|Photo of the Slade School of Art Protest by Angela Last|
Il y a dans l’échange des savoirs non pas un équilibre, mais une croissance formidable que l’économie ne connaît pas. Les enseignants sont titulaires d’un trésor incroyable – le savoir – qui prolifère et qui est le trésor de l’humanité.
In [the exchange of knowledge] there is no equilibrium at all, but a terrific growth which economics does not know. Teach[ers] are the bearers of an unbelievable treasure – knowledge – which multiplies and is the treasure of all humanity.
[Michel Serres - quote highlighted, and originally translated, by Angela Last]
With yesterday's vote on tuition fees in the House of Lords going the way of the UK Coalition Government, very sadly, we now await the publication of University prospectuses detailing actual fees increases, as well as, more importantly, government announcements on the precise cuts to be made to university teaching grants.
But we will not wait quietly or passively. And we need to focus our attention even more intently than before on how best to move forward with our campaign against the marketisation/privatisation of higher education, and, specifically, against the effects of this on Arts and Humanities education in the UK and elsewhere. Please join our Facebook group, or comment below, if you'd like to be a part of this exploration.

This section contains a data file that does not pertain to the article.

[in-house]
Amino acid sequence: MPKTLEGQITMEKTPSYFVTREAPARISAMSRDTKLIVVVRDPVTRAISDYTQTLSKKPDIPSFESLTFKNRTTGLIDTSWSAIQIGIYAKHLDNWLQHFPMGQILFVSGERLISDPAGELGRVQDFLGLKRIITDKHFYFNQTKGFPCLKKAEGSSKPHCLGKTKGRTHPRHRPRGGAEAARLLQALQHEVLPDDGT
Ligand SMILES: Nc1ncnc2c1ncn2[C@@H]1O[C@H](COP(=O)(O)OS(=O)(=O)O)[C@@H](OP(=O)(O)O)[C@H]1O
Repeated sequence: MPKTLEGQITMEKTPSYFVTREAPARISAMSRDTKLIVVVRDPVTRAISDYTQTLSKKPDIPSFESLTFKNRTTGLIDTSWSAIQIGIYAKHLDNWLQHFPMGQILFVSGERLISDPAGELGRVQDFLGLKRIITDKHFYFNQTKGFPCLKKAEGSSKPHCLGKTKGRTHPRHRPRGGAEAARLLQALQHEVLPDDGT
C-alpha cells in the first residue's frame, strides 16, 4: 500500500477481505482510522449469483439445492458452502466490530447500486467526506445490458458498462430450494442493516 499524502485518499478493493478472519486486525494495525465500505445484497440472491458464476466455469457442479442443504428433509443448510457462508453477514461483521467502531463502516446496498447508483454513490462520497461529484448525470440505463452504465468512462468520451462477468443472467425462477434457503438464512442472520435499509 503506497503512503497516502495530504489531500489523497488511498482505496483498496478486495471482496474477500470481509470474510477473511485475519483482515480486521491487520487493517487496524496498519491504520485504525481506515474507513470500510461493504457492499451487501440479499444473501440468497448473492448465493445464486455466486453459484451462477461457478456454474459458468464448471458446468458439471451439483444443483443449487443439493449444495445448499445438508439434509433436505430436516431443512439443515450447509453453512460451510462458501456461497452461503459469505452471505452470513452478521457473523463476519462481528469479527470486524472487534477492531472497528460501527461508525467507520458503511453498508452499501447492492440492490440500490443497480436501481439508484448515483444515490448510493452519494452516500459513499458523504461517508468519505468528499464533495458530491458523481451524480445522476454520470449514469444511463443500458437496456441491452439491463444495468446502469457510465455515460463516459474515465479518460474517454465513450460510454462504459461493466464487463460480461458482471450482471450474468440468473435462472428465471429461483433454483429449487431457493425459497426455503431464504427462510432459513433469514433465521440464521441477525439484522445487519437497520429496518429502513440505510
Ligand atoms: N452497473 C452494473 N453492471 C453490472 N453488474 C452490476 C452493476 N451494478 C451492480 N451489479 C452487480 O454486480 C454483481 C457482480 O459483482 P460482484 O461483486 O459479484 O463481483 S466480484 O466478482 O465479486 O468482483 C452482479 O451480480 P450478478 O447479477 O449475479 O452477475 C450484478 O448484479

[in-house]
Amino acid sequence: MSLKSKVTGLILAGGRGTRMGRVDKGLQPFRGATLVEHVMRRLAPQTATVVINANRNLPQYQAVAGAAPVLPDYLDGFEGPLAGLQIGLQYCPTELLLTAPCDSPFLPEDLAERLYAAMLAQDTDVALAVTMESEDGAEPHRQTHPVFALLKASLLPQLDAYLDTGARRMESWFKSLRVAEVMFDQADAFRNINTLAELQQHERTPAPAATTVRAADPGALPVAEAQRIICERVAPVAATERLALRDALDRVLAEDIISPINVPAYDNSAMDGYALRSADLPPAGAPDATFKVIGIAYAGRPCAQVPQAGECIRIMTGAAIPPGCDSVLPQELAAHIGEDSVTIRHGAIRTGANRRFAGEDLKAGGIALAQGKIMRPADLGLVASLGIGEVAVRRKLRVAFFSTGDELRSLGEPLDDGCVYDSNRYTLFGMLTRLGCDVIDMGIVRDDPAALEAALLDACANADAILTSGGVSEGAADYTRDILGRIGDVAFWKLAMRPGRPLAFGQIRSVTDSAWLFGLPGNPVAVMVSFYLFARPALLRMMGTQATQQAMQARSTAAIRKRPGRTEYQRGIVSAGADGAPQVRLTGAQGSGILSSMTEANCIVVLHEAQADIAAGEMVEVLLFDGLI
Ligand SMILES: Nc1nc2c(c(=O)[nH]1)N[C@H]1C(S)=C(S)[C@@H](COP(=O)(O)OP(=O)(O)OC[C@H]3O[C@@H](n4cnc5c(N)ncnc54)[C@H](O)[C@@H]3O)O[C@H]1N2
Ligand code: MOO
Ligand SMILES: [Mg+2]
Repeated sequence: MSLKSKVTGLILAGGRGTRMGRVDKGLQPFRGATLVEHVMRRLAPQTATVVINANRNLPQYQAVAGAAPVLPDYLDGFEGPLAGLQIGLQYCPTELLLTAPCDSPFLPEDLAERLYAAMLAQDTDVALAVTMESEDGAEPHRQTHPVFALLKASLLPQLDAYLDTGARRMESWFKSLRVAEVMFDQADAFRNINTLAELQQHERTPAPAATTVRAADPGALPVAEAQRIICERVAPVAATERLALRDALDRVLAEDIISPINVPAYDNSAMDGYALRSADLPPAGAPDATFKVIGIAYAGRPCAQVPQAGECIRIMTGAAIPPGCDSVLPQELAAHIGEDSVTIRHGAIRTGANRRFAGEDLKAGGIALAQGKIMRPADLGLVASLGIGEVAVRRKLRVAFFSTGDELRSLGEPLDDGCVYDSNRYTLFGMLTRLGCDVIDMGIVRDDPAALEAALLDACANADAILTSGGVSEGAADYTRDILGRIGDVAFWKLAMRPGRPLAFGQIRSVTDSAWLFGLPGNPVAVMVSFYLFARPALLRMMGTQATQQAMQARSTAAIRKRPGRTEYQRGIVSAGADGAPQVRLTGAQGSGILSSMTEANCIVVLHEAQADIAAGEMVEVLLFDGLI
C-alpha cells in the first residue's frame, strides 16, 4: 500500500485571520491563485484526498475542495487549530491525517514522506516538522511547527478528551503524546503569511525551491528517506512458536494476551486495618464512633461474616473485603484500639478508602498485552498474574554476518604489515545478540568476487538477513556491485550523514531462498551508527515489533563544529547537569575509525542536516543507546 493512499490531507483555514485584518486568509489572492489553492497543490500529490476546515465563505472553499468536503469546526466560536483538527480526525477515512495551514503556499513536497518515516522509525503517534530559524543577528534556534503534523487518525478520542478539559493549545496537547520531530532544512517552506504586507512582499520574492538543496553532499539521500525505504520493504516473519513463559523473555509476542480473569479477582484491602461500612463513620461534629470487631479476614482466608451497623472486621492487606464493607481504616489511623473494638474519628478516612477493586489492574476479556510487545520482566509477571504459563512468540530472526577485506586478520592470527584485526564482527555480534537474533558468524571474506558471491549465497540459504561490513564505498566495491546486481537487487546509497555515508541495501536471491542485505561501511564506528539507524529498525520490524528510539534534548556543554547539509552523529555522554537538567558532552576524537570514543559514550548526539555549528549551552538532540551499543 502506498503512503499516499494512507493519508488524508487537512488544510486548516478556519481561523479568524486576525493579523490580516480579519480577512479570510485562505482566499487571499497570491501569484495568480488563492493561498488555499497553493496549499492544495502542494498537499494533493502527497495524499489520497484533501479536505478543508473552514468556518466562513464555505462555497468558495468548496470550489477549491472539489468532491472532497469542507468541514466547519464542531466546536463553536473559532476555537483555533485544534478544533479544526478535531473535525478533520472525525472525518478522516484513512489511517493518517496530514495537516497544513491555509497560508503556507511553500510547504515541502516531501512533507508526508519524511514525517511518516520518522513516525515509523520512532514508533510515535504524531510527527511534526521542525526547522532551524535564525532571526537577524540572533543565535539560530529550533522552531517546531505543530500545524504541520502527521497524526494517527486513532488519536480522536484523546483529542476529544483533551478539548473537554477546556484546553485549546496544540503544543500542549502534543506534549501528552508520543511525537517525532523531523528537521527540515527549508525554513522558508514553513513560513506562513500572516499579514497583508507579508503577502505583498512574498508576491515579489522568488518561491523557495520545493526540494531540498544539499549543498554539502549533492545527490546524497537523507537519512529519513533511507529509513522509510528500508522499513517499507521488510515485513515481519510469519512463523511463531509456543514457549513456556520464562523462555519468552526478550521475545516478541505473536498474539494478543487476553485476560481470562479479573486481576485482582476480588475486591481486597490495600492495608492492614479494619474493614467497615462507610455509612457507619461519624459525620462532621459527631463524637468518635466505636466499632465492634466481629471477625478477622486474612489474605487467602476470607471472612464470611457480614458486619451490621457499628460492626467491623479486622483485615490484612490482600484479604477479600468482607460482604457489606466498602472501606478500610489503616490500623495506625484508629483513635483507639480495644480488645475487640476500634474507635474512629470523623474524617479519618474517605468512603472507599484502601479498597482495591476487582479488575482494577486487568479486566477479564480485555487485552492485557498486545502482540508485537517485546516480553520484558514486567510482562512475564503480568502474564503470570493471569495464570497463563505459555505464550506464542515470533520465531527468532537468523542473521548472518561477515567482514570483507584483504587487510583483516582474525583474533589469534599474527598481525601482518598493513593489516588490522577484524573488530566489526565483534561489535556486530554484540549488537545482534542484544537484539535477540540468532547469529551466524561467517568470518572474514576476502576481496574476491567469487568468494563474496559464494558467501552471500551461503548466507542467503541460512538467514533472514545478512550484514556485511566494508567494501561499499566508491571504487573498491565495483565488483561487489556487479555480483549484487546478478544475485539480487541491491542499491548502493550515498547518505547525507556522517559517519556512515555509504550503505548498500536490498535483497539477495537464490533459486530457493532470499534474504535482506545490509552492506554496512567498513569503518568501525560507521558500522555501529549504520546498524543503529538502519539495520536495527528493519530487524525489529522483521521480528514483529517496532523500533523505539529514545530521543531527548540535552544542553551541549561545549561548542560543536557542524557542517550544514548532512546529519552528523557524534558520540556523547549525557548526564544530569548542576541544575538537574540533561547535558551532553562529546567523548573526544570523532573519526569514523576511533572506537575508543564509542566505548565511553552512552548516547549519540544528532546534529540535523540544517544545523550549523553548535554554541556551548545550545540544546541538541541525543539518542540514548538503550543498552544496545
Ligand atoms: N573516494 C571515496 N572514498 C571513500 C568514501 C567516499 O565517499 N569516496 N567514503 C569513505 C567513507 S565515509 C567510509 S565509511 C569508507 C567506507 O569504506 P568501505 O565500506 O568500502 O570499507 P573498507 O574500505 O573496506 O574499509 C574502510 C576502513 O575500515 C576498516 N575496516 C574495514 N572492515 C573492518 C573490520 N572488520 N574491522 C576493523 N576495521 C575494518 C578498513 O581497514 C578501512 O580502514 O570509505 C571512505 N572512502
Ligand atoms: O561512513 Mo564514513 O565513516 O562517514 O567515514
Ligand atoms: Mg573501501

In the meantime, DEFEND the ARTS and HUMANITIES salutes the recent actions of the Social and Cultural Geography Research Group. With around 460 members SCGRG is one of largest and most active research groups of the Royal Geographical Society. In the context of UK cuts in higher education and the associated rise in tuition fees, it has just replaced its regular mission statement, with the following, beautifully worded position statement:
The committee of the Social and Cultural Geography Research Group (RGS-IBG) would like to express their personal support for the geographers and other students who have sought to open up creative spaces to challenge the inevitability of such rapid and deep public spending cuts in higher education. Our position is that creative, innovative thinking is critical to social and ecological justice, and the stripping away of the intellectual capacity of higher education, through the removal of public funding for teaching and its replacement with a market for students and for knowledge, is detrimental to the achievement of more equitable ways of thinking and living.
“To illustrate the importance of knowledge sharing, I would like to tell you a little lesson in economics: I have a block of butter, and you have three Euros. If we proceed to do a transaction, you will, in the end, have a block of butter, and I will have three Euros. We are dealing with a zero sum game: nothing happens from this exchange. But in the exchange of knowledge, during teaching, the game is not one of zero sum as more parties profit from the exchange: if you know a theorem and teach it to me, at the end of the exchange, we both know it. In this knowledge exchange there is no equilibrium at all, but a terrific growth which economics does not know. Teachings are the bearers of an unbelievable treasure – knowledge – which multiplies and is the treasure of all humanity.” (Michel Serres)
With thanks to ER for the link